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  • Crazy Awesome: Tatsuki routinely does things that would be dumb if not for the way he does it, and Ran loves him for this. In one occasion, some time after having promised Ran that whenever she'd need his help he would fly to her even if he were on the other side of the world, he discovered she needed his help, but he was at home at Machida and the train to Shibuyanote  is down for maintenance. The smart thing would be wait for the train to be back in 30 minutes tops. Tatsuki borrowed a bike, pedalled all the way from Machida to Shibuya, and took off on the last tract to land right before Ran. Sure, it took more time than just waiting the train, but it was so cool nobody dared to point it out.
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  • Memetic Mutation: "What's happening, Mommy?", for an English dub line by a boy in Mami's clique with flat voice acting. It's A Rare Sentence and makes it seem like the boy has a mommy kink.
  • Values Dissonance:
    • High school-aged Miyu is in a relationship with and eventually marries after she graduates Ran's older brother Yamato, who's a working adult. While this isn't as uncomfortable as it could be (they don't do much more than occasionally kiss, at least when they aren't being interrupted), it still reflects how Japanese society has a different attitude towards age gaps in relationships than many western countries do.
    • The English dub tends to use the word "retard" quite a bit. While this may not have seemed so bad during the early 2000s, when the dub was made, the word is now considered to be much more offensive than it was back then.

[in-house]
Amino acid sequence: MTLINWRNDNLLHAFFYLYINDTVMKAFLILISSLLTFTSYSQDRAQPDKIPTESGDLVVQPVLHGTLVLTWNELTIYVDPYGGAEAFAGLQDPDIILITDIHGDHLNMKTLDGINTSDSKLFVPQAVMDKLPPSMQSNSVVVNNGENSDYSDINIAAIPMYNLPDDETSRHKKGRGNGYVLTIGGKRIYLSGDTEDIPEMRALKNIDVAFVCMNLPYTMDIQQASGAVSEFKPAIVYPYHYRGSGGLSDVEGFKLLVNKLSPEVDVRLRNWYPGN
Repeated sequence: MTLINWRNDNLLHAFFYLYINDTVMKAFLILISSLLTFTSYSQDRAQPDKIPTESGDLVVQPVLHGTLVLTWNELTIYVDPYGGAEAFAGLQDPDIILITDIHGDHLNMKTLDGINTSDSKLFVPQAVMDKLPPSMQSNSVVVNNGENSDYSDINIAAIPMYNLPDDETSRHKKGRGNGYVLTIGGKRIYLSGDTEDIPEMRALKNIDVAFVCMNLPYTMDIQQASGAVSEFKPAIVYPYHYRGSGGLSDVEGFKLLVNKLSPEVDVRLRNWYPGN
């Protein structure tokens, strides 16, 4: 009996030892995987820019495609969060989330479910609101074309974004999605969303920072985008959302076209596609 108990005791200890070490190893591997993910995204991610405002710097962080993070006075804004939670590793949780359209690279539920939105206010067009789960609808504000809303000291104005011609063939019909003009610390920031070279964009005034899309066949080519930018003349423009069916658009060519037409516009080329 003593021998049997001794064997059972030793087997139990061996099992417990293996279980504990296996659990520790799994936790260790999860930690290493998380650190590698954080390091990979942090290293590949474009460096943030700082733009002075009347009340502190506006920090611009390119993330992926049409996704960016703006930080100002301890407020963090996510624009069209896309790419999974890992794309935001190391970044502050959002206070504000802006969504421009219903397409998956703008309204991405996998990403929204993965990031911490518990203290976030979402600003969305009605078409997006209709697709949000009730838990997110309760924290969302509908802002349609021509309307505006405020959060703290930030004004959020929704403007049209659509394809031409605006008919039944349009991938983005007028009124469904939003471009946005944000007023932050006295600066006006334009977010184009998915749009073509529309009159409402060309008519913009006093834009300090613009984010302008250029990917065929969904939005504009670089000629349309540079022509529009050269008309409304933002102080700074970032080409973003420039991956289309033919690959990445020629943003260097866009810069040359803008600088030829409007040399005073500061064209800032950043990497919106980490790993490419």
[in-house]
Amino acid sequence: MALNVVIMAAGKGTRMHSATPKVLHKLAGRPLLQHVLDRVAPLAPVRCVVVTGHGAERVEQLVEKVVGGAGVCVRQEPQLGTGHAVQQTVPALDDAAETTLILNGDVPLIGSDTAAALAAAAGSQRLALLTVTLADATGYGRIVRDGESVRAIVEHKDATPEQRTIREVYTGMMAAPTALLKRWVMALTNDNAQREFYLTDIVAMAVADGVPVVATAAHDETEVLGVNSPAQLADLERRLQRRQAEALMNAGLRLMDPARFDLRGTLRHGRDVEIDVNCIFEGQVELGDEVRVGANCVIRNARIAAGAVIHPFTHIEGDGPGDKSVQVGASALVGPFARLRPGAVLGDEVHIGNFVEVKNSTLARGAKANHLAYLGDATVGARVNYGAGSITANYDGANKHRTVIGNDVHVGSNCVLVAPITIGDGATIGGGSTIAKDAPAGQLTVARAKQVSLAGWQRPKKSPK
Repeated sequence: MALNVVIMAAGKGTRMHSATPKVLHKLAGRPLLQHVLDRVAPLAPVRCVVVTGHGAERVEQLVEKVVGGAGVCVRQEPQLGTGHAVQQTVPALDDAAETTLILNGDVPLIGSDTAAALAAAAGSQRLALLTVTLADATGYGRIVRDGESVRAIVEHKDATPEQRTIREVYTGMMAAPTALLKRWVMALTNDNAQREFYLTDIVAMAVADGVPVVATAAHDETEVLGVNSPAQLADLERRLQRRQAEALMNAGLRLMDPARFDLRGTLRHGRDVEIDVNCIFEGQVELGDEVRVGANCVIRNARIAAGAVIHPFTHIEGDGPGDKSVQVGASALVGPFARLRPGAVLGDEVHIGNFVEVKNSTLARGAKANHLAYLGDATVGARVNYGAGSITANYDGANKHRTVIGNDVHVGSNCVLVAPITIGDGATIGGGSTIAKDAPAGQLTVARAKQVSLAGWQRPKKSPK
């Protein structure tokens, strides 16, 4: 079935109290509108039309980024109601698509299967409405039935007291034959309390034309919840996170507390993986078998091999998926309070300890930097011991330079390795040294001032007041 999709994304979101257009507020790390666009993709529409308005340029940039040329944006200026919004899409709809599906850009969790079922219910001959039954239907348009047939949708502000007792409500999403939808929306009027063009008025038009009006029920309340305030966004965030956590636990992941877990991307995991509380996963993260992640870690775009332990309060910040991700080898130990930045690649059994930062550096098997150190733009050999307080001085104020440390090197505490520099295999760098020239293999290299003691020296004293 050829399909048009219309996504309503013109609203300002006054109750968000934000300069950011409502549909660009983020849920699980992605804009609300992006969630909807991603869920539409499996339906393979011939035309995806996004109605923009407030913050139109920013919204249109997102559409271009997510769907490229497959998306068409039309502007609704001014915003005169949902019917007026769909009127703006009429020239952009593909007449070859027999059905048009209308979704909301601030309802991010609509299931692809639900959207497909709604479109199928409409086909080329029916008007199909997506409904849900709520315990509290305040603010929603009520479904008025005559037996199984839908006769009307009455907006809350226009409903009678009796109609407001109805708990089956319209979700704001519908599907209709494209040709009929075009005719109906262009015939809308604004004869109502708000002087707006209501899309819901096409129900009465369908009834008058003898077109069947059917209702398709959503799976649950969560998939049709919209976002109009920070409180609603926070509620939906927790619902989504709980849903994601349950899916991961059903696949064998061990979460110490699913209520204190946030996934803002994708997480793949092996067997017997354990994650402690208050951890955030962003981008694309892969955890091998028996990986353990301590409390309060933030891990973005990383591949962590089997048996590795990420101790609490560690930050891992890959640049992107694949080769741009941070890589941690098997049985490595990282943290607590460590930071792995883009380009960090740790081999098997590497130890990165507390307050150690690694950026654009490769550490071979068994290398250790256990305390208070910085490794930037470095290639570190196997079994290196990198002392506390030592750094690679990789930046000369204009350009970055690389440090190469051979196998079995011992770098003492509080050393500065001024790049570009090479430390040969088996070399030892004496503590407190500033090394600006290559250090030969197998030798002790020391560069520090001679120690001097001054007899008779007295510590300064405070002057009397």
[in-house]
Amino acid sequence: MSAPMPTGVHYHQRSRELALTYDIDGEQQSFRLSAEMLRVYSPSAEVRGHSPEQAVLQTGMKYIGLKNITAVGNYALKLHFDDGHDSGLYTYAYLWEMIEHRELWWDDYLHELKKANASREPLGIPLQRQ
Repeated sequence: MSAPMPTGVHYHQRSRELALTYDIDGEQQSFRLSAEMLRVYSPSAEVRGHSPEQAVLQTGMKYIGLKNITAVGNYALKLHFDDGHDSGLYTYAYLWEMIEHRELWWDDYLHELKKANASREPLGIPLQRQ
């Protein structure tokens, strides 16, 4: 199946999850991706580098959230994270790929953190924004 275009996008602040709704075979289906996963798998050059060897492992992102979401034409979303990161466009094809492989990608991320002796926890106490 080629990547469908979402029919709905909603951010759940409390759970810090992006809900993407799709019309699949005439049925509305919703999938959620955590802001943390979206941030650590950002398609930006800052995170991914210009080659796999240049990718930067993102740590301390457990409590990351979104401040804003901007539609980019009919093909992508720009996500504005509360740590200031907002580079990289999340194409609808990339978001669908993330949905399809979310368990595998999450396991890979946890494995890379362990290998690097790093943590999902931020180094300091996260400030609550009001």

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  • What Do You Mean, It's for Kids?: The English dub tosses around curse words like "retard" and "dumbass", in spite of the source material being aimed towards young girls. Then again, most of the characters are in high school, and the series regularly brings up kid-unfriendly subjects like prostitution and gang violence.
  • The Woobie:
    • Miyu's parents have divorced when she's in 3rd grade, and she lives with her neglectful mother who spends more time going on dates rather than raising her daughter. This causes Miyu to develop a rebellious attitude during middle school, where she becomes a gang leader to lash out against the world. Miyu manages to reform thanks to Yamato's influence, but her mother only becomes worse, until she outrights abandons Miyu in volume 4.
    • Both of Aya's parents are Education Mama who pressures their daughter to do well in school, and gets very angry when her grades fail to reach their standards. They also try to prevent her from being friends with Ran and Miyu because they believe that they're distracting her from their studies, because of course Aya's grades are more important than her social life and emotional well-being.
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